Isn’t it about time we had a way to really measure the success of ERP Implementations?
Is it just me, or do large scale programmes which set out to deliver a full digital transformation hardly ever reach a successful outcome against their original business case?
The question is a rhetorical one, obviously. Anyone who has spent time involved in delivering a major transformation will have anecdotal evidence of how post-implementation the organisation continued doing the same things in the same way, but with a flashier user interface.
You don’t just have to take the anecdotal evidence prevalent in the sector though. In a new McKinsey Global Survey on digital transformation, 80 percent of companies have undertaken such efforts in the past five years, but on average 16 percent of respondents say their organisation’s digital transformations have successfully improved performance. Select a ‘traditional’ industry (utilities, automotive, pharma, healthcare, etc.) and the number dips to somewhere between four and 11 percent.
The suggestion that ‘major transformation is hard’ might not be revelatory. Years of research on transformation has shown that the success rate for these efforts is consistently less than 30 percent.
The fact that digital transformation is even harder requires, I believe, nothing less than an industry-wide review to define a standardised calibration and audit of the approach to programmes of this scale. This is particularly true where it is public money being spent, as it so often is.
Let’s start with the basics. What is ‘digital’ transformation exactly?
• Using technology to its fullest extent. Software is only profitable if it is used. When adopting new software, organisations should focus on improving employee proficiency, productivity, and engagement.
• Streamlining the digital work-flow. The better an organisation can integrate tools into the workplace, the more efficient the workplace will be. A streamlined digital workflow improves productivity, efficiency, as well as the overall workplace experience.
• Maximizing the returns and value of a software platform. With the right adoption approach, employees can become more skilled and more productive. This results in higher returns on the investment in a software platform.
Essentially, it comes down to the adoption and optimisation of new technology. We regularly read across various mediums that X or Y’s implementations have been ‘successful’, but that’s only the case when success is defined as the completion of an IT project replacing a legacy solution with a new ERP – shiny new user interface, same old systemic issues.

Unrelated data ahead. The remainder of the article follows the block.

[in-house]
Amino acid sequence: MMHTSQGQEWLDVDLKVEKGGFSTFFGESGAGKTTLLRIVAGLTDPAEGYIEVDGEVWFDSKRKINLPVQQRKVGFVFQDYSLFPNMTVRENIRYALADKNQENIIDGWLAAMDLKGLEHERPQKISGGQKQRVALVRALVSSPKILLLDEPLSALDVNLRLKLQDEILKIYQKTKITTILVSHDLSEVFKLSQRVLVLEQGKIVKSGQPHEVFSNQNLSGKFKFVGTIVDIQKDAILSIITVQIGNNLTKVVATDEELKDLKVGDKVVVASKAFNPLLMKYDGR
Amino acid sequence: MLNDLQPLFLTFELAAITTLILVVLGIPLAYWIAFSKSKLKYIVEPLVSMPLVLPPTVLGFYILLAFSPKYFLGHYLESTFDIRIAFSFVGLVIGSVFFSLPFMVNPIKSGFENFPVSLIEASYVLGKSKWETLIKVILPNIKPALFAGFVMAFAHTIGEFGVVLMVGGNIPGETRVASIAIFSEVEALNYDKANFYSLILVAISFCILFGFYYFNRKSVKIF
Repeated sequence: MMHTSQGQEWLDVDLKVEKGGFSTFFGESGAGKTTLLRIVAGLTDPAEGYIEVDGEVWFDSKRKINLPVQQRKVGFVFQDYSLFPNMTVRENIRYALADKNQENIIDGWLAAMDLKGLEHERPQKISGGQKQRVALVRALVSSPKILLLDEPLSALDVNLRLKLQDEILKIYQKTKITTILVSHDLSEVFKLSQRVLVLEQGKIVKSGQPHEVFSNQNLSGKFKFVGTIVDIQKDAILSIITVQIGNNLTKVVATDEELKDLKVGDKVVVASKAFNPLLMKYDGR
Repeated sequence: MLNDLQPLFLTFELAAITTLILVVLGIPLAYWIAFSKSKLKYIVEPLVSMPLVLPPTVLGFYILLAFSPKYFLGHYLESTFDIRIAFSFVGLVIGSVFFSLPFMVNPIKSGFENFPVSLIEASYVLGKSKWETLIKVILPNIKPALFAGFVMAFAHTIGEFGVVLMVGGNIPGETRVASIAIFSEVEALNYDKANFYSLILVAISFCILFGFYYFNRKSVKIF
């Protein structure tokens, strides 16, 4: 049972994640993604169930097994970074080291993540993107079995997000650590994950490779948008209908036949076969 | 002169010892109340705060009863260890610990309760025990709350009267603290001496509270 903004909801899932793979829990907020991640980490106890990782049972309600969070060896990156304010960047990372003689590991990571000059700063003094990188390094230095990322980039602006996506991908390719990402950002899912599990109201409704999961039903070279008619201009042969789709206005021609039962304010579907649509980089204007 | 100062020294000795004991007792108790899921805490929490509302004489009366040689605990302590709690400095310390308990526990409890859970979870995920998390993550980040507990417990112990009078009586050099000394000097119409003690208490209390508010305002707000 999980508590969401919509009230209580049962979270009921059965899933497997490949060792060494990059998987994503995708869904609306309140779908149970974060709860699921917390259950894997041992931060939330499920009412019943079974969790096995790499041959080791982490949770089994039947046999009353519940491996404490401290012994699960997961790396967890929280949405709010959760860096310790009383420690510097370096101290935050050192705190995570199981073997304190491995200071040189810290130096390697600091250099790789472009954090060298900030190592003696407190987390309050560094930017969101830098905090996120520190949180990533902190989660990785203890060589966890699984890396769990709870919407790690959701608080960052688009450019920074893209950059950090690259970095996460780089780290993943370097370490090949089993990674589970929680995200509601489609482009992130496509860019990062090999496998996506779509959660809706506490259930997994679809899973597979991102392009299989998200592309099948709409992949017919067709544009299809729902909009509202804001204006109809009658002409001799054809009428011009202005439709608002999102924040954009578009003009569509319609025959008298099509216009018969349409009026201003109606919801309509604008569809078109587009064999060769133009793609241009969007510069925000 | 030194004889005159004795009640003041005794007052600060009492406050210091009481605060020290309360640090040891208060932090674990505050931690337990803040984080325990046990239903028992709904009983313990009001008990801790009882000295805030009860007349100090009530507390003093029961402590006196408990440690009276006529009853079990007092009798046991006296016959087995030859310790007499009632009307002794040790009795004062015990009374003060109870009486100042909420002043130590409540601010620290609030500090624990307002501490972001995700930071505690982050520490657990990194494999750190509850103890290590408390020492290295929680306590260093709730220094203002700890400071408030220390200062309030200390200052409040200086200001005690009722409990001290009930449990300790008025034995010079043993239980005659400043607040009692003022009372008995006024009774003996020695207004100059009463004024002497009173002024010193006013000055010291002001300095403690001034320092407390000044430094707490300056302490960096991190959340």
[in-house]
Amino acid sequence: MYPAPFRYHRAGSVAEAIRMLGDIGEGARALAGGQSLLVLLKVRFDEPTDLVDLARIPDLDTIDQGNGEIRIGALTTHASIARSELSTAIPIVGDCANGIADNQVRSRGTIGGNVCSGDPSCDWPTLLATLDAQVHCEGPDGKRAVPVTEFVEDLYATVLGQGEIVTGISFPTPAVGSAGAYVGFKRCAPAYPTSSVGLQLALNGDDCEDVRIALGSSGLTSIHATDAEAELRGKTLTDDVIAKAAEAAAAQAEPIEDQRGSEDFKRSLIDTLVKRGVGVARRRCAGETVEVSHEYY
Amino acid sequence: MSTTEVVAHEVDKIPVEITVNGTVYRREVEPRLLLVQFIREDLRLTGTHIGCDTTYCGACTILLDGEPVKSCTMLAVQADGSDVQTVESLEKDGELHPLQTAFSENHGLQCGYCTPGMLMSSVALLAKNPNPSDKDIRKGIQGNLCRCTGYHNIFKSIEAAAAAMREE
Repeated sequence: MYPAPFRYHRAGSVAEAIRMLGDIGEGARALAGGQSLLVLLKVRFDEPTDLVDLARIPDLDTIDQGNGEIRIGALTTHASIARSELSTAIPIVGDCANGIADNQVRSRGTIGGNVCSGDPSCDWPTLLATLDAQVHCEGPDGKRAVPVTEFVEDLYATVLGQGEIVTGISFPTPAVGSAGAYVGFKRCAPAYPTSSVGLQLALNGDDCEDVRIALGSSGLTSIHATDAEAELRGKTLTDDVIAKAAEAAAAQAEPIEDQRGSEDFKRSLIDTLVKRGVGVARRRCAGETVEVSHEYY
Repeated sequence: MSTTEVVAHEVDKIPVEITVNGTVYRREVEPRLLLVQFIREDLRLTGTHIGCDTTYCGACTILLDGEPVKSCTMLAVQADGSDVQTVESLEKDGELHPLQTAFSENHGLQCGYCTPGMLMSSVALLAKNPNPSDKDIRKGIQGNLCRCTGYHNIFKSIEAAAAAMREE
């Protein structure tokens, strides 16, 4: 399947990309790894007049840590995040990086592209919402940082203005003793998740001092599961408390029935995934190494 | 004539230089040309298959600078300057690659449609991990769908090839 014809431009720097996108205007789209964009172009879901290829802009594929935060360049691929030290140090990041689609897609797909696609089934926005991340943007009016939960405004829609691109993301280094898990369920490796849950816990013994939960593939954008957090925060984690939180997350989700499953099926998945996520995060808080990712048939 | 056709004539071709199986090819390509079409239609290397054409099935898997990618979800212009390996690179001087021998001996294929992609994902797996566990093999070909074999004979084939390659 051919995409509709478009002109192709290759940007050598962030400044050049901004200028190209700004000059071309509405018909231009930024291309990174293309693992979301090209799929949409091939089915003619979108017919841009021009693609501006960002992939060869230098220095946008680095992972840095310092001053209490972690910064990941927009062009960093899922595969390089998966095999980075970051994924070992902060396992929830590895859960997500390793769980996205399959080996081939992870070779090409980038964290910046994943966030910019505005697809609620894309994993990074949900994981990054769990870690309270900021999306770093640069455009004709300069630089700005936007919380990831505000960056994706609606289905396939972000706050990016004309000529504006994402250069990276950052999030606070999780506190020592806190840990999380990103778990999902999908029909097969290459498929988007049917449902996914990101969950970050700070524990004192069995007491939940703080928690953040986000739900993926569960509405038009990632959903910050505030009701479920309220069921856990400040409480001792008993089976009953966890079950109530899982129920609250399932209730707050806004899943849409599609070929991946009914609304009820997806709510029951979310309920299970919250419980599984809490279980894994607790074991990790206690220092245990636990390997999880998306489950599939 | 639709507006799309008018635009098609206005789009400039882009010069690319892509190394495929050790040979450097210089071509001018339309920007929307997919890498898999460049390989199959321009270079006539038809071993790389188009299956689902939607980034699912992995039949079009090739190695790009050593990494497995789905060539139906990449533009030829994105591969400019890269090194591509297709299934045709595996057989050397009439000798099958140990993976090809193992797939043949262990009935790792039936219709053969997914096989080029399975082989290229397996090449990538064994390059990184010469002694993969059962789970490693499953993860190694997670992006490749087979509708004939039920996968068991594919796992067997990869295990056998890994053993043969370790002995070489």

Obviously, no programme sets out to fail in their digital journey. They start off with the best of intentions; board approved business cases, ROI calculations, detailed programme plans, etc, and yet so many of these fail to deliver genuine benefit, leaving organisations to write off the whole thing as a painful and expensive experience.
So the obvious question is, what can we, collectively, do about this? My contention, which I have touched upon already, is the development of a published, industry-standard form of measurement. There are very few things which happen within a business that can’t be measured with the new and shiny products we implement but for whatever reason we do not take the same comprehensive approach to measuring the implementation itself. We need more accountability in the various transformational aspects of a delivery programme
At the very least, in the public sector space, where these things can be mandated, there should be a set of standard measurement outcomes published, based on relevant factors; ERP capability, current legacy digital capability, level of proposed transformation to name a few.
Outcomes require auditing and measures published for the partners involved to be assessed appropriately. These measures won’t be to every supplier’s liking, however if we continue to fail as an industry in achieving digital transformation and ROI without being able to hold companies to account, then there will be no motivation for those companies to improve. Besides, any supplier worth their fee should welcome the opportunity to showcase their ability and track record as a way to win more business.
Of course, the current Implementation market, especially within the public sector, ensures that the cheapest bids almost always win. This is likely to be a significant factor in the consistent failure of adoption or optimisation that we see, with the most cost-effective option selected above, the option which would potentially drive the optimal outcome when measured against a standard methodology of audit. Put another way, I don’t think anyone who has been through or had to turn around a ‘problematic’ implementation would argue with the assertion that delivering as close to full adoption of the solution and change transformation target enables a more rapid and sustainable return on investment, and therefore a low cost of ownership.
If we were able to hold suppliers to account and drive a change in the market towards accountable, auditable delivery, then the better (albeit potentially more expensive) suppliers will begin to be asked to deliver outcome-based bids which are built on auditable outcomes, and not so heavily reliant on pushing down the initial price.
As this begins to deliver a higher percentage of digital transformation and the evidence is collated and published with the relevant track records and an open book accounting of achievements by suppliers, the market would begin to select partners based on the best outcome and return on investment and not the cheapest initial bid.
This in turn, through gradually driving and changing the market place by adding the checks and measures into the right places to achieve or surpass the standards, you would drive up the percentage of successfully digitally transformed programmes. Who’s with me?